In 1992, when Hurricane Andrew hit South Florida with massive force, citrus businesses suffered. Limeco, an established lime packer, struggled for years to recover and in 2001 sold the business to a locally known grower, Alcides Acosta. Out of respect for the previous owners, and the thirty years they dedicated to the citrus industry, Acosta renamed the company New Limeco, LLC. Acosta brought in a partner, Eddie Caram, who brought his knowledge and passion for the produce industry as well as a vision to improve packing. Now the general manager, Caram discusses with Hispanic Executive his strategy for growth, why the company’s exotic fruits from Latin America have become essential food staples despite the down economy, and New Limeco’s success tracking produce from the tropics to the table
I grew up in the produce business. I was born in Cuba; my father brought us to the US when I was a young boy. He started his own business, buying backyard mangos and avocados and selling them in the Miami market. By the time I was eight years old, I’d come with him, especially in the summertime, to pick and pack the produce. By the time I was twelve, he’d leave me there to sell, pack, and distribute the produce. His work ethic was impeccable—I picked up on that and his passion for the business.
My father did business with larger growers so I had many mentors, including Mr. Acosta. I’ve had relationships with some growers for thirty years or more. We’ve never had a dispute because these relationships have been built on trust, which I believe has opened so many doors for me. I appreciate the total trust Mr. Acosta put into me.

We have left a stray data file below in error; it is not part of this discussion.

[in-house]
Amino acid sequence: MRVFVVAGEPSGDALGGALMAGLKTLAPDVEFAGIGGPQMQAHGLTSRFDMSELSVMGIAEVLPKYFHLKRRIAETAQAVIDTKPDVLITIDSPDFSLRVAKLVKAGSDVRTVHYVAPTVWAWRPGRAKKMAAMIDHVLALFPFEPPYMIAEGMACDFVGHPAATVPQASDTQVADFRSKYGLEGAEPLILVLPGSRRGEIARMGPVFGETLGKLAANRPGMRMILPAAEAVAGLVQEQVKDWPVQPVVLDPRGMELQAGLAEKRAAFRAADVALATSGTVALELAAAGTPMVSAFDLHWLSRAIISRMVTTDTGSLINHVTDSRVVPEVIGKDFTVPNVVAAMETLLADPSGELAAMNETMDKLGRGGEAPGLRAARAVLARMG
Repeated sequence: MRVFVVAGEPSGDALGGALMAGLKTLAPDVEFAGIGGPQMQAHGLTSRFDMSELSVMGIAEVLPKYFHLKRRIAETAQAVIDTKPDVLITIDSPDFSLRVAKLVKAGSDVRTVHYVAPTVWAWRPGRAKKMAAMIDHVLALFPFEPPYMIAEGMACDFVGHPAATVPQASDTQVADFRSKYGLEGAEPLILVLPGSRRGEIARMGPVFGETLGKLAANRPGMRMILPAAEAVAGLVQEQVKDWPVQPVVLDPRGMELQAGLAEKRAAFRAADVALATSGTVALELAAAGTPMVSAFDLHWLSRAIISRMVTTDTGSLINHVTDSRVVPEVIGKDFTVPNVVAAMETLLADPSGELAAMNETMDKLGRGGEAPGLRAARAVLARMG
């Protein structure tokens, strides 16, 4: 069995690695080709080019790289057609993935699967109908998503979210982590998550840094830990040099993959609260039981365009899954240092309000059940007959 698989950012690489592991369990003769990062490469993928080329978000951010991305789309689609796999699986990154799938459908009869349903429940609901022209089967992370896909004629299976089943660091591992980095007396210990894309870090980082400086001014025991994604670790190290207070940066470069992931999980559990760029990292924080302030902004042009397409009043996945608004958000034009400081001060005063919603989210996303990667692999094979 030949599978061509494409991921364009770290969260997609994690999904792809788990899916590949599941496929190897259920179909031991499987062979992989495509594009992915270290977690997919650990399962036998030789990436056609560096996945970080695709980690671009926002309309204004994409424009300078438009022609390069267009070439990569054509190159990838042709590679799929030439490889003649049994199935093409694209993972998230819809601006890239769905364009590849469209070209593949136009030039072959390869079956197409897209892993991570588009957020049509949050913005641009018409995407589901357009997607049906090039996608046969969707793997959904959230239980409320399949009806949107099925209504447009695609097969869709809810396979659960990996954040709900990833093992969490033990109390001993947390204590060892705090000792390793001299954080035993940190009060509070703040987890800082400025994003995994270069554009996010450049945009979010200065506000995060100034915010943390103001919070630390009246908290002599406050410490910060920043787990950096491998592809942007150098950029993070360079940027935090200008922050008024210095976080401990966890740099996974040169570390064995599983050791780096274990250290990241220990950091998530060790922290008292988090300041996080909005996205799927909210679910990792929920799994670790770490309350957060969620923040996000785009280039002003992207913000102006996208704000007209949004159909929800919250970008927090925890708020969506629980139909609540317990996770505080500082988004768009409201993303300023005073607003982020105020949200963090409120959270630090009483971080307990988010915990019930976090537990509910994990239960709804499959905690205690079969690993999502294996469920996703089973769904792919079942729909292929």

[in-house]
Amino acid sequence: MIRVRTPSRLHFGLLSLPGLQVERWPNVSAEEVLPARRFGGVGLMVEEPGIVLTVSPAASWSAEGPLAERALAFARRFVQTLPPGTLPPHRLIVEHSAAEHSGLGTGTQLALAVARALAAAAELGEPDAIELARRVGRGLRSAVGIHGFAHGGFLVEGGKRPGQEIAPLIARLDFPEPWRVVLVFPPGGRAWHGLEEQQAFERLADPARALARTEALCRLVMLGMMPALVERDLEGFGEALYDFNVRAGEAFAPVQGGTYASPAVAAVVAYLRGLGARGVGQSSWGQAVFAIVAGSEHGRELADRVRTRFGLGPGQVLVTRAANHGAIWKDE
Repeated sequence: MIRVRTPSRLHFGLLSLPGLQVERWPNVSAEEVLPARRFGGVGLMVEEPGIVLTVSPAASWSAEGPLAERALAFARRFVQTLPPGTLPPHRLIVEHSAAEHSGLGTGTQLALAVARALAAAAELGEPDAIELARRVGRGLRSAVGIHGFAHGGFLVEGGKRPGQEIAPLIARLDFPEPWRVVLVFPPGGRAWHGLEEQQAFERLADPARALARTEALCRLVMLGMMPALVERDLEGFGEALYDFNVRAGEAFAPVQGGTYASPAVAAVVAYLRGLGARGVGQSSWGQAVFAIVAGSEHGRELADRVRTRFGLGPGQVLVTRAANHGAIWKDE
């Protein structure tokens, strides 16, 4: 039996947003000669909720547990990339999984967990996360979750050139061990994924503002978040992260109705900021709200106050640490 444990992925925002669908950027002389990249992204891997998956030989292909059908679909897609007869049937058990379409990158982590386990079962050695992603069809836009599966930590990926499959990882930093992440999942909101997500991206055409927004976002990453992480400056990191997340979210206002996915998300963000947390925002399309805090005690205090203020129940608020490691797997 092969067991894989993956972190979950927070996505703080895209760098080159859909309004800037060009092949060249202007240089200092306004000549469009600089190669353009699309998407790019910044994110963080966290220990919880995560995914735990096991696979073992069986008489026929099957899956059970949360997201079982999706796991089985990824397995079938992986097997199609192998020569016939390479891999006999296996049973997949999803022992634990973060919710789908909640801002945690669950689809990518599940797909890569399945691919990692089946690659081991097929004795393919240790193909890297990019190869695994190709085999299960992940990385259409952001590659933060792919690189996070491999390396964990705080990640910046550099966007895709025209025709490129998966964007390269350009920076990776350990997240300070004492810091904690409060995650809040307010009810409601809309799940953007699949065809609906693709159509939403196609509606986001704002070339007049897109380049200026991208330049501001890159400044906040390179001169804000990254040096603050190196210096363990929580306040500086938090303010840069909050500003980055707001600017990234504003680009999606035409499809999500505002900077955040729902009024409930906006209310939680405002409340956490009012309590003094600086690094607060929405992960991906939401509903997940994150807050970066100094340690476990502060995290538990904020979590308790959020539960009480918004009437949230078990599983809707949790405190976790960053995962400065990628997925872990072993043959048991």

When I started at New Limeco in 2001, we began from scratch. I relied on my contacts and my experience; we soon started importing mangos, papayas, and Latin vegetables. Since becoming general manager in 2009, I’ve taken on the challenge of focusing on food safety and reconstructing the company.
We are the leaders in food safety in South Florida when it comes to Florida avocados. My main focus has been our ability to trace the avocados from field to fork. We are the only grower, packer, and shipper in Florida that has done that and we’ve been getting buyers’—especially chain-stores buyers’—attention. And, slowly but surely, we’ve grown in other areas like being one of the leading importers of large, red papayas as well as one of the largest tropical packing houses and shippers down here in South Florida.
I’ve been looking at what I’m doing on an everyday basis and I make every decision carefully. My decisions impact the local community and the people that rely on their jobs here at New Limeco. We don’t grow potatoes, onions, or peppers—things that you put on your table nearly every day. We grow tropical commodities which sometimes, in an economy like we’ve experienced, the consumer often weighs whether they are going to pick up an avocado or papaya for their salad or if they’ll bring home another bag of potatoes to feed the family. Because of this, New Limeco takes every opportunity to promote the health benefits of avocados and tropical fruits.
My plan is to continue growing, adding commodities, and doing what is right for the grower, buyer, and consumer. I think the company has a lot more to offer and we have to keep looking forward for any changes, trends, or challenges ahead. One thing we are considering is opening a receiving house in the Northeast to make it more feasible to supply the region with produce because fuel costs have gone up so high.
I wake up every day loving what I do. I love the challenges, the opportunities, and the people I’ve met along the way. Working with produce, and knowing that we feed a lot of people is very gratifying. I’ve always seen myself running a company like this and I’m 100 percent satisfied [about] where I’ve taken myself.